Congress recently passed funding legislation (Labor-HHS-Education bill) which would have increased funding to the NIH by 2 billion dollars for a 2008 total of 30 billion dollars. However, President Bush vetoed the legislation citing his concern that there was too much “pork barrel” funding in the bill. He did not specify what specific parts of the bill were problematic. The bill included many items, not just funding for the NIH.
Last Thursday Congress was unsuccessful in over turning President Bush’s veto, needing a two-thirds vote to have been successful.
NIH Director Elias Zerhouni stated at a recent conference that the lack of adequate funding would threaten medical breakthroughs. The NIH has supported most of the basic science research that is performed in the world. Without this funding for basic science, American labs and research will slow down.
Not only will this directly affect our basic understanding of disease and the eventual development of treatments, but also it will discourage new scientists and researchers from entering the industry. As I wrote earlier, ( 7-15-07 & 8-28-07) the main concern on the minds of the researchers at the recent DOD funding meetings was the loss of funding. They told me that new labs were not being opened, but instead existing, productive labs were actually closing. New researchers, who require years of training were leaving the field or going to Europe where they are able to obtain funding. The researchers where all concerned about losing an entire generation of young American researchers, which would take many years to replace.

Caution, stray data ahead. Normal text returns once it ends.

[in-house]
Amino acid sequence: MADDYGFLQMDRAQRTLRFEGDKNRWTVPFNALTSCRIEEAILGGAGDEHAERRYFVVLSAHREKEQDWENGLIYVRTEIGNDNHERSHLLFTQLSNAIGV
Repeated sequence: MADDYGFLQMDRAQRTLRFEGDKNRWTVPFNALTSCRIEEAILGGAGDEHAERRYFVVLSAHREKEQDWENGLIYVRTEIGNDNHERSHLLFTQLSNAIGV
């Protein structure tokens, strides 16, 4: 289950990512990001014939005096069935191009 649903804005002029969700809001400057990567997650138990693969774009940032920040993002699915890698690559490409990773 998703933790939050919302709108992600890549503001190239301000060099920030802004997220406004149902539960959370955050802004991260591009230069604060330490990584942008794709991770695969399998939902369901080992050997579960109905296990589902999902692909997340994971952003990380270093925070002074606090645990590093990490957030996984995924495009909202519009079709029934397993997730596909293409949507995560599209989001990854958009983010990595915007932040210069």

Despite the fact that the NIH has experienced years of flat funding, most experts now assume that once again the NIH budget will be flat for the upcoming year. Flat funding means less real dollars for the NIH. The bottom line for the United States- less research, less innovation, less training, less developments, less labs and more stagnation of our health!
Joel T Nowak MA, MSW